Master's Thesis Lukas Schmitt


Thermographic detection of energetic and comfort-relevant parameters for controlling indoor climate

Thermographic reconstruction of a measurement scene Copyright: EBC Thermographic reconstruction of a measurement scene

Common HVAC-Systems typically use the indoor air temperature as regulating variable for maximizing the indoor thermal comfort. However, well-established comfort models prove that solely using this parameter is not always sufficient in this context. This suggests that control strategies can be improved through a model providing additional comfort-relevant parameters.

The presented thesis proposes a method for thermographically detecting and assigning indoor surface temperatures in a real-time application. A geometrical calibration enables the integration visualization and assessment of measurement data of multiple infrared sensors in a joint model. In order to assign the measured temperatures, a ray-tracing algorithm is used. The above-mentioned processes result in an adaptive thermographic reconstruction of the measurement scene providing the mean radiant temperature, radiation asymmetry information and the vertical air temperature stratification as comfort-relevant parameters. The latter is determined based on an energy balance at the wall surface in various heights. Radiative, convective and conductive heat exchange is calculated using ray tracing, empirical correlations and the finite-difference method.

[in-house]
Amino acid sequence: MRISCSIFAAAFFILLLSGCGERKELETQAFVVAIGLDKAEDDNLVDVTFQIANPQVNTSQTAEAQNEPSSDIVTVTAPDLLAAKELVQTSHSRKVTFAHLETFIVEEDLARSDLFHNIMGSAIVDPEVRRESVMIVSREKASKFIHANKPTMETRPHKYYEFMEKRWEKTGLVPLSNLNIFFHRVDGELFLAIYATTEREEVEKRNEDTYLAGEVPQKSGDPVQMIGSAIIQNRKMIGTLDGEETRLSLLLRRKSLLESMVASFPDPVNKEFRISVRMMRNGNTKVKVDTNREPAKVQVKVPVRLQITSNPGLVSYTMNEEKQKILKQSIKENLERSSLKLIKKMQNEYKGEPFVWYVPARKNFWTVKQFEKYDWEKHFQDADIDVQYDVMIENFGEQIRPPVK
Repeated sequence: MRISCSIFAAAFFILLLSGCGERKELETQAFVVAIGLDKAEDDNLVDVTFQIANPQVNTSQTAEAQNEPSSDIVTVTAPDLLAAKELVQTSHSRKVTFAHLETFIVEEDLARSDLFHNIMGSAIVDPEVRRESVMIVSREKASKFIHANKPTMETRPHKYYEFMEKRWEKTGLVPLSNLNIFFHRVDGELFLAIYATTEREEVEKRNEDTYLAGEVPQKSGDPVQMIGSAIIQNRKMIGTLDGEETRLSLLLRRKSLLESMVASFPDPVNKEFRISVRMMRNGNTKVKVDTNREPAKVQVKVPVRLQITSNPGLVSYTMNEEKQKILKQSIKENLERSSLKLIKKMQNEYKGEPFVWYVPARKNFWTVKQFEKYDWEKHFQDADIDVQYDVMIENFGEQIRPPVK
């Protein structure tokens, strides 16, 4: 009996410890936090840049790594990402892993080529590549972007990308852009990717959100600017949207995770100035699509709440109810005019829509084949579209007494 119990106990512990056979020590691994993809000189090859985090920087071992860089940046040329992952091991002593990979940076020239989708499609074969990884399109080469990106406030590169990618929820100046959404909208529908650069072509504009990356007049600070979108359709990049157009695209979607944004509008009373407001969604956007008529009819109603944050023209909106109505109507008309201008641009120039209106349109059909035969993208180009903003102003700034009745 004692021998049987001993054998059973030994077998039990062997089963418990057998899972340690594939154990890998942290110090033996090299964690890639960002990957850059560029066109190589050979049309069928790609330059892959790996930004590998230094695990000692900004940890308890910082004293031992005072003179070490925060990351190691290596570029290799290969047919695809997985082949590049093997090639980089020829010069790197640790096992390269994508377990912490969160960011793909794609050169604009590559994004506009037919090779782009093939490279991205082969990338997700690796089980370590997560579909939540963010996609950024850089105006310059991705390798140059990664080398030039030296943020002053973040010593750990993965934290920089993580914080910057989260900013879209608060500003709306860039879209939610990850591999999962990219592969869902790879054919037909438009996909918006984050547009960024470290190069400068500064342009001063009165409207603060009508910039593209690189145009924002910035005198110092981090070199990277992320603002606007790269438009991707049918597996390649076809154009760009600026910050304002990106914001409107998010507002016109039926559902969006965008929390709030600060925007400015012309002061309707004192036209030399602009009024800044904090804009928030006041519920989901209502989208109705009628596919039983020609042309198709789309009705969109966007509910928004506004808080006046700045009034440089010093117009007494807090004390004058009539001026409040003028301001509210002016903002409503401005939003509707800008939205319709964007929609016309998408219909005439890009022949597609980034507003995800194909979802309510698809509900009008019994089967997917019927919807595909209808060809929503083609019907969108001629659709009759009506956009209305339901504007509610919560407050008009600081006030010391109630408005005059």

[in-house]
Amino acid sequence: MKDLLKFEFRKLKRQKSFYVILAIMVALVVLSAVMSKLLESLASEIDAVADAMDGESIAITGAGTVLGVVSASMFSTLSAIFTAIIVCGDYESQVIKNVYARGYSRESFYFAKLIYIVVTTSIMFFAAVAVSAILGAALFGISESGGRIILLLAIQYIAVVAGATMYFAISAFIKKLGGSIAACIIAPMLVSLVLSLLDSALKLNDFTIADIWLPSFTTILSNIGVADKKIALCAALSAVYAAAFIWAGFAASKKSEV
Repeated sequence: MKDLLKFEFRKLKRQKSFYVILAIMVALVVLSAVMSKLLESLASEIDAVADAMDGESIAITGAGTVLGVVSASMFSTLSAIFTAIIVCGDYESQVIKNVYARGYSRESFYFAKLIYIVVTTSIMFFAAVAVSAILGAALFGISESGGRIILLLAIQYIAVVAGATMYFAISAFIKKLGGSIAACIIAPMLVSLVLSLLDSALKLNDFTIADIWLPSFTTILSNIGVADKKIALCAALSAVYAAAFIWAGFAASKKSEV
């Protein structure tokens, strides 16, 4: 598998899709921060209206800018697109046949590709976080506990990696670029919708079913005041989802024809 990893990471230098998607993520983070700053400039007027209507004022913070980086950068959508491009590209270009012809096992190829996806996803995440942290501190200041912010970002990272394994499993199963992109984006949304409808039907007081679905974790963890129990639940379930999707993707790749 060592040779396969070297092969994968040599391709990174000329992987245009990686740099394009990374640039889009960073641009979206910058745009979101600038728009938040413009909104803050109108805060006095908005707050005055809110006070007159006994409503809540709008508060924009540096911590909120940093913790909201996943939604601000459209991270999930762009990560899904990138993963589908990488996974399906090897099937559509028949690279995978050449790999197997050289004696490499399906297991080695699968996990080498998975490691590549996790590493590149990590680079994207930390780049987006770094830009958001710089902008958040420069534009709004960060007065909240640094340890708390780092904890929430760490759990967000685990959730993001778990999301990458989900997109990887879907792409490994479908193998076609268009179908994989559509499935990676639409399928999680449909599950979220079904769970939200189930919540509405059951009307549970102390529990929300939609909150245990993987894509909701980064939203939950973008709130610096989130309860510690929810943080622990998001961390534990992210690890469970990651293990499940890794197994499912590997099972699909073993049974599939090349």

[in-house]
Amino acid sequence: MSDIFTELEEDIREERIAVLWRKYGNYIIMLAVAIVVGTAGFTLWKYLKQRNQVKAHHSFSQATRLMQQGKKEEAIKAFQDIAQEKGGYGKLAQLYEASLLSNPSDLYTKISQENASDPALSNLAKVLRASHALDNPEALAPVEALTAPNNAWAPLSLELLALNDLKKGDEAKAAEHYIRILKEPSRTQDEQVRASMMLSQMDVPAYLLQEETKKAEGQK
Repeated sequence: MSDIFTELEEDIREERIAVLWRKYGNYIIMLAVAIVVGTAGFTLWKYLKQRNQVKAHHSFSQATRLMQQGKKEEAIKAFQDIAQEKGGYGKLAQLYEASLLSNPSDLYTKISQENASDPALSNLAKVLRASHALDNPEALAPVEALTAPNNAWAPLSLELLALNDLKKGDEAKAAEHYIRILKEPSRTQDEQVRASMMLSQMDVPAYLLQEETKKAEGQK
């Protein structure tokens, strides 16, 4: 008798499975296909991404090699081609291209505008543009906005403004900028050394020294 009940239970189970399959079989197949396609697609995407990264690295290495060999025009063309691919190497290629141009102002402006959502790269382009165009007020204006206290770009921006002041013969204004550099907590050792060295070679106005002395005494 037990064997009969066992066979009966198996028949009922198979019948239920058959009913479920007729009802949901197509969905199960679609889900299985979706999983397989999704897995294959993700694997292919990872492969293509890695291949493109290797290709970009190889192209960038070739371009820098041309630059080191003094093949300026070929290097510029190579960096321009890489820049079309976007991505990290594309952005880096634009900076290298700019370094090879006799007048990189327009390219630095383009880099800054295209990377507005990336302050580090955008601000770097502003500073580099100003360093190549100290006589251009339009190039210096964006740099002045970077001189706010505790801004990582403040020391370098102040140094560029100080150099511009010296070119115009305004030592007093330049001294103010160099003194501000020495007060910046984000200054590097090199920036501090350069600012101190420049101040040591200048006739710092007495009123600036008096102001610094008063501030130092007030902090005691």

A field test validates the proposed method. The ray-tracing algorithm requires high model resolutions and a precise geometrical calibration to detect temperatures of low-emissivity surfaces properly. Otherwise distorted and reflected temperatures can cause high measurement errors. The mean radiant temperature and the radiation asymmetry can be detected appropriately, independent of the model resolution. Calculating the vertical temperature stratification exposes a high sensitivity of the model for detecting surface temperatures and the wall temperature distribution properly, because small temperature differences within the measurement uncertainty must be distinguished. Thermal comfort is finally assessed using the PMV-model with regard to the detected parameters.